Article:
In the developed world, as well as in the developing world, social entrepreneurs face the problem of having to navigate through complicated laws.  The case of Canada however shows that the government has not yet provided their social entrepreneurs with the necessary facilities to make a more profound impact on their societies. In the developing world, the situation is much worse. Governments have not had the political will or the necessary technical ability to change the law, and come up with a framework which actively enables social entrepreneurship. One such area is taxation. While corporate tax is in many cases punitive, the same should not be similar with other versions social businesses. These businesses are therefore unable to actively provide the services they need to provide to their people. More importantly, they do not have any incentive to engage in social entrepreneurship (Rykaszewki, Ma & Shen, 2013).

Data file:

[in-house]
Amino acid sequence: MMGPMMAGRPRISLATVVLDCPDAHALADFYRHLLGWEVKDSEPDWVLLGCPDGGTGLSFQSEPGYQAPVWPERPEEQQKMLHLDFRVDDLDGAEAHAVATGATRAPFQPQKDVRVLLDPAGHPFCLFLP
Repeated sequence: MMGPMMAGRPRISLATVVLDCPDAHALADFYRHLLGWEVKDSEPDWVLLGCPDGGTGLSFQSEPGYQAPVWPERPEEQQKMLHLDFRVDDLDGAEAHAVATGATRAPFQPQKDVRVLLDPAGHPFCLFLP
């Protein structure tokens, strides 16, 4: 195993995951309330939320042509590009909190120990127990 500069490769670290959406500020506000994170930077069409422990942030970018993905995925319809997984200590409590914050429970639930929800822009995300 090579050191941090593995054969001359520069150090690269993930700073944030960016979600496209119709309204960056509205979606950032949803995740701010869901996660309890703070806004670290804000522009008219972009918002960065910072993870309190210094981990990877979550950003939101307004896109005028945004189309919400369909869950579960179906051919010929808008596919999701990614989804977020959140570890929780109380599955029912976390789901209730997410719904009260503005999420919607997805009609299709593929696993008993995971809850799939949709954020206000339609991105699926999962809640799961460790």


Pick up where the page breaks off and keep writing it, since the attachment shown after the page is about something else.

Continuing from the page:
Social entrepreneurs are in many cases inspired to resolve issues which occur in countries or regions and societies besides theirs. In this case, they are unable to properly address the issues which affect these people. In other cases, the social entrepreneur is not clear on what he wants to achieve in the society. Therefore, lofty ideas may be floated, and even implemented. However, they are not in any way aligned to the immediate needs of the people they are meant to help. For instance, it may be more practical to help a community in maize – growing area with farm inputs and mechanized agriculture, instead of tools to make their sheep healthier, if this is not their main economic activity (Seanor & Meaton, 2008).